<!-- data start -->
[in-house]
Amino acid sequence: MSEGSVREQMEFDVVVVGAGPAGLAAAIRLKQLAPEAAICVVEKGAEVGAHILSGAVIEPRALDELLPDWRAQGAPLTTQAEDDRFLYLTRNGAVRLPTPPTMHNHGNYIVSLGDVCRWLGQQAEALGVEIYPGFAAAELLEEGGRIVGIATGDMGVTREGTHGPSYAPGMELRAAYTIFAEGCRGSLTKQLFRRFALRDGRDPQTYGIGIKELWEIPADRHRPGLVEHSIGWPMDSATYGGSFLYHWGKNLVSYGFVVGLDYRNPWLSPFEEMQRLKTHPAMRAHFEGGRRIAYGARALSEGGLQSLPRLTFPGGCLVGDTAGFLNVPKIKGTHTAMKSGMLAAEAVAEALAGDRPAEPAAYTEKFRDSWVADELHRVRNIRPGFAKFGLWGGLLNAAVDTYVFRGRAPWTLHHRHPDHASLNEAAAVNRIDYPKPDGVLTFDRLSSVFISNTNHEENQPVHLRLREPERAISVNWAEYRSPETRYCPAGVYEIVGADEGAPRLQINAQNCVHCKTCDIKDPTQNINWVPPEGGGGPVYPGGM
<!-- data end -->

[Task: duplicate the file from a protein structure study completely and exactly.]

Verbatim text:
[in-house]
Amino acid sequence: MSEGSVREQMEFDVVVVGAGPAGLAAAIRLKQLAPEAAICVVEKGAEVGAHILSGAVIEPRALDELLPDWRAQGAPLTTQAEDDRFLYLTRNGAVRLPTPPTMHNHGNYIVSLGDVCRWLGQQAEALGVEIYPGFAAAELLEEGGRIVGIATGDMGVTREGTHGPSYAPGMELRAAYTIFAEGCRGSLTKQLFRRFALRDGRDPQTYGIGIKELWEIPADRHRPGLVEHSIGWPMDSATYGGSFLYHWGKNLVSYGFVVGLDYRNPWLSPFEEMQRLKTHPAMRAHFEGGRRIAYGARALSEGGLQSLPRLTFPGGCLVGDTAGFLNVPKIKGTHTAMKSGMLAAEAVAEALAGDRPAEPAAYTEKFRDSWVADELHRVRNIRPGFAKFGLWGGLLNAAVDTYVFRGRAPWTLHHRHPDHASLNEAAAVNRIDYPKPDGVLTFDRLSSVFISNTNHEENQPVHLRLREPERAISVNWAEYRSPETRYCPAGVYEIVGADEGAPRLQINAQNCVHCKTCDIKDPTQNINWVPPEGGGGPVYPGGM